The many flavours of blogging

I’ve really enjoyed reading through the comments on Thursday’s post — sweet Sylvia made a very good point in her comment that I wanted to follow up on. She said:

“i don’t believe there is only one recipe for blogging

people keep their blogs for different reasons {not necessary to write honestly about how their lives suck ;)}

some blogs are just pretty, or funny or have a great content, and some… don’t

can we just let them be as they are… without judgment?

after all, blogs are our own creations and we bloggers choose what we want to share.”

I agree that there definitely isn’t only one recipe for blogging, and thank goodness for that!

I’ll admit there was probably a wee bit of judgement in my post as I wrote it from an emotionally triggered place (I literally clicked away from the blogs and immediately bashed out my post in fifteen minutes flat) but on the whole, when it comes to the blog world and how i view it, there is no judgement — rather, there’s just an acute awareness of my own reactions.

Having made it to the other side of my bereavement journey (at peace with what happened while still honouring and cherishing the memories of the past) I’m now pretty self-aware, and I know that any time something out there causes a reaction in me — other people’s actions, words, events etc — it’s because there’s something in me that’s asking to be looked at. A reaction to a blog post about the bliss of being in love isn’t envy towards the blogger and her love life, but rather the recognition of a tender place inside me I’ve been pushing down and trying to ignore. The blogosphere — and the world at large — tends to hold up a mirror to what’s really going on inside us; the trick is to look inward to heal rather than outward to react.

On the other side of that, as I touched on in my last post, I find I’m sensitive to personal blogs that seem to have a particular agenda behind them — perhaps the blogger has reached a level of fame that means her blog reads more like a magazine, and her voice has changed as a result — and that’s not me being judge-y, simply being observe-y.* Blogs and bloggers evolve, and their reasons for blogging evolve too; we all have our different reasons for blogging and having the means to be able to share our stories is a gift I know I take for granted these days.

But I’m not just a blogger, I’m a blog reader too. The longer you hang out in the blogosphere the more finely attuned your blog radar becomes and you know the sort of blogs you resonate with and those you don’t. I subscribe to a lot of blogs in my Google Reader and read widely across the internet — I follow design blogs and business blogs and everything else in-between; there are blogs I enjoy visiting for quick shots of inspiration, and others that share a slice of life that I don’t experience myself. I follow friends and strangers, and love the richness and diversity i discover in my Reader every morning.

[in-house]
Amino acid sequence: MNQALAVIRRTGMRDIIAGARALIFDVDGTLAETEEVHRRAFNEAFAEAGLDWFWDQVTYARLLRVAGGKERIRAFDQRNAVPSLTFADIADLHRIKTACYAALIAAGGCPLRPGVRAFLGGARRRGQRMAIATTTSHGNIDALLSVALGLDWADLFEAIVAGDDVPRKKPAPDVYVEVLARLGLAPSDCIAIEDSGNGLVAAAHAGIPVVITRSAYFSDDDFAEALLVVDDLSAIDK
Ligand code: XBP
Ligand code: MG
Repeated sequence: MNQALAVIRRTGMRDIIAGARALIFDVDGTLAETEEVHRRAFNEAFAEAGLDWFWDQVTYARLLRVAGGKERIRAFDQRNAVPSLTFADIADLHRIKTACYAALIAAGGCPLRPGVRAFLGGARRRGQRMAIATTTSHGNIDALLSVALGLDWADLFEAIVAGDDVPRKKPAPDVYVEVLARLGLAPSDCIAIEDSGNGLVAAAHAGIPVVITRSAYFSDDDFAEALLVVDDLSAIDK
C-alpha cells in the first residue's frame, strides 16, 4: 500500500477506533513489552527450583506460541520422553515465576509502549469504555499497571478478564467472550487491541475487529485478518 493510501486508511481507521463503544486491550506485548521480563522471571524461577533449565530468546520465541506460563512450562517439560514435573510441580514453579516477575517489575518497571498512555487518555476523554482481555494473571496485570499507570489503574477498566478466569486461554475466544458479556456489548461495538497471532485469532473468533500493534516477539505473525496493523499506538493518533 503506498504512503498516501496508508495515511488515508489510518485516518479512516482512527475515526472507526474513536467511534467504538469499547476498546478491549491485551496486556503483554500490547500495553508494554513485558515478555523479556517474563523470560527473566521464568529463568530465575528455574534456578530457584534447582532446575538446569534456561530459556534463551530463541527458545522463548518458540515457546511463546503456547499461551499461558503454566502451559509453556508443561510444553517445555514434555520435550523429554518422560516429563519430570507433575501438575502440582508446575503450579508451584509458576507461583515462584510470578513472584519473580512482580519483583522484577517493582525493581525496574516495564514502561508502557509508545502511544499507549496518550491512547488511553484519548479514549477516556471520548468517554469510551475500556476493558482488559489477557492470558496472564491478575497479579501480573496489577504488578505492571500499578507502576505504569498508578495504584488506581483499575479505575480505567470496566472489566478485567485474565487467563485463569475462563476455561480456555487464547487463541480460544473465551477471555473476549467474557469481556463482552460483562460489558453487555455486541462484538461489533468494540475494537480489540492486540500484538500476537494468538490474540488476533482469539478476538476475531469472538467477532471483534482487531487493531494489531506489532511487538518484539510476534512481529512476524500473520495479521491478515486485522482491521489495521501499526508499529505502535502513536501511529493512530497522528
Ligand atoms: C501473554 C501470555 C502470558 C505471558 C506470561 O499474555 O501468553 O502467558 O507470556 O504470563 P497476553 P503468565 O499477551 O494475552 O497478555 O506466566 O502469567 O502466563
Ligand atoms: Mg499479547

When it comes to personal blogs I appreciate the ones that have shades of grey between the black and the white, that acknowledge the ups and the downs in a way I can relate to. That’s how I like to write my own blog, so it makes sense that’s what I also like to read. And as so many of you mentioned in the comments, it’s all about finding the balance; this is a topic I’m really digging into for the guidebook, so I’m going to take my time to really do it justice — if we feel called to share aspects of our personal lives on our blogs, how do we do that in a real and authentic way without sounding whiny or spilling beans we probably shouldn’t?

As Sylvia noted, people write blogs for many different reasons, and there is something for everyone. Because blogging, really, is just like ice cream — there are so many different flavours to choose from. You might like butterscotch and caramel, while I prefer mint and cherry; they all taste good and sometimes I don’t mind a smidge of butterscotch, but mostly I prefer the mint. Some ice creams have too many sweet toppings on them — but some people like them better that way. And that’s cool with me — we don’t all have to hang out at the same gelateria.

Sometimes vanilla is what we crave; other times it’s double-whip-fudgetastic-marshmallow surprise with chocolate sprinkles.

Most of the time, though, I stick to mint.

* If you can name that pop culture reference then you’re as big a geek as me ;-)

31 responses
  1. Glad Doggett

    so wise! this is why I read blogs like yours: “any time something out there causes a reaction in me — other people’s actions, words, events etc — it’s because there’s something in me that’s asking to be looked at.”


  2. Emily

    These last two posts have been absolutely lovely! The content of this post in particular is really jiving with a lot of things I’ve been reading lately as I work on my own writing and developing my style of expression. Somewhere in this deep stack of books next to my computer, someone said that a writer is a kind of benevolent cannibal who eats the world. I can’t think of a more appropriate sentiment to frame your latest posts!